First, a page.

Louisiana to Require Virtual Currency Business License
The Louisiana Office of Financial Institutions (OFI) will require virtual currency businesses to hold a license, though the license application may not be available until 2021.
The Louisiana Virtual Currency Businesses Act (Act), which requires—you guessed it—virtual currency businesses to hold a license became effective on August 1, 2020. However, the OFI will need to adopt an administrative rule governing the licensing process before it will begin accepting license applications.
The Act requires the OFI to adopt administrative rules to implement and enforce the new license requirement, though there is no specific timeline regarding when such rules must be enacted. As a result, the timing of the virtual currency business licensing requirement is still unclear.
Covered Entities and Exemptions
Covered “virtual currency business activity” that will trigger licensure includes any one of the following:
(1) Exchanging, transferring, or storing virtual currency or engaging in virtual currency administration, whether directly or through an agreement with a virtual currency control services vendor;
(2) Holding electronic precious metals or electronic certificates representing interests in precious metals on behalf of another person or issuing shares or electronic certificates representing interests in precious metals; or
(3) Exchanging one or more digital representations of value used within one or more online games, game platforms, or family of games for either of the following:
- Virtual currency offered by or on behalf of the same publisher from which the original digital representation of value was received, or
- Legal tender or bank credit outside the online game, game platform, or family of games offered by or on behalf of the same publisher from which the original digital representation of value was received.
The Act does not apply to a host of different entities, including regulated financial institutions (but excluding industrial loan companies and certain state-chartered trusts) and various intermediaries in the virtual currency exchange process. The Act also does not apply to virtual currency activity to the extent the activity is otherwise governed by certain laws, including the Electronic Funds Transfer Act. There is also a blanket de minimus monetary activity requirement: the Act will not apply to persons whose virtual currency business with or on behalf of Louisiana residents will not be valued at more than $5,000 on an annual basis. As an alternative to the license, persons whose virtual currency business will not exceed $35,000 per year may obtain a less burdensome registration with the OFI.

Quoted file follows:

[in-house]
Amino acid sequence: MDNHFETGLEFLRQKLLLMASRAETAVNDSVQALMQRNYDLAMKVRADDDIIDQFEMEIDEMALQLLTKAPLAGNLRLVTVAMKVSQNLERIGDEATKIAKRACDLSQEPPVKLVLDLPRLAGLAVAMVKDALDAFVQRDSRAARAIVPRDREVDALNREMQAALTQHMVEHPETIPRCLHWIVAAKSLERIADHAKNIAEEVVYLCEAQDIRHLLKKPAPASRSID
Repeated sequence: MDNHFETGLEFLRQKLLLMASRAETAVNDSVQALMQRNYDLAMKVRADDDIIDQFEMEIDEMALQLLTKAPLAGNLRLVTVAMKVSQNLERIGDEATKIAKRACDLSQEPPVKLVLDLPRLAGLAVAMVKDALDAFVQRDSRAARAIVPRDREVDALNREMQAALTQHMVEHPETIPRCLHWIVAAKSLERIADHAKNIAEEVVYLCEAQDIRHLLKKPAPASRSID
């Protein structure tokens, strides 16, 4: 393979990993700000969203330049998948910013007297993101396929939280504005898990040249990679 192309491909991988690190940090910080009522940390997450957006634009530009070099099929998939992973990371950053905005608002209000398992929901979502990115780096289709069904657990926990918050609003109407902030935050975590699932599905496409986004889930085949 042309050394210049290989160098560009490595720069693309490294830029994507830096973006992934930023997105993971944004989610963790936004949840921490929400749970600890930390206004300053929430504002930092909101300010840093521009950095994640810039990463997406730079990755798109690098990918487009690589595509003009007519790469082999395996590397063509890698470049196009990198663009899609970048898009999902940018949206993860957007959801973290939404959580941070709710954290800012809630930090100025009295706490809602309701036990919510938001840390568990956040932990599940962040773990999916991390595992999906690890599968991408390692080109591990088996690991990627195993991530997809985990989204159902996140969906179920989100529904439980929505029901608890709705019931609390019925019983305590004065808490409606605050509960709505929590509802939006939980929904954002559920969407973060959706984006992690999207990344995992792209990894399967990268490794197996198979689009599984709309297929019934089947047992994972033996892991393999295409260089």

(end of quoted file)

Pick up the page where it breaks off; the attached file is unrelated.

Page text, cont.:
A Reciprocal License Exemption?
According to bill headnotes, the Act will “authorize reciprocity of licensure.” Indeed, the term “reciprocity agreement” is defined by the Act as an arrangement between the OFI and the appropriate licensing agency of another state which permits a licensee operating under a license granted by the other state to engage in virtual currency business activity with or on behalf of a Louisiana resident. However, the Act itself does not actually grant any reciprocal exemption or otherwise utilize the defined term “reciprocity agreement.” This issue may be addressed by later rulemaking from the OFI.
Here’s the key takeaway: If you think you may be operating a virtual currency business with Louisiana residents, take a close look at potential licensing exemptions. If no exemption applies, be on the lookout for a new NMLS Virtual Currency License application in Louisiana in the coming months.
 H.B. 701, 2020 Reg. Sess. (La. 2020), codified at La. R.S. §§ 6:1381 to 6:1394 (eff. Aug 1, 2020). As of the date of this publication, the OFI has not published rulemaking outlining the fees and application for the virtual currency business license. At least ninety days’ notice is required prior to taking any action on such proposed rule and approval and the rulemaking process can take longer if a public hearing is requested. See generally La. R. S. § 49:953.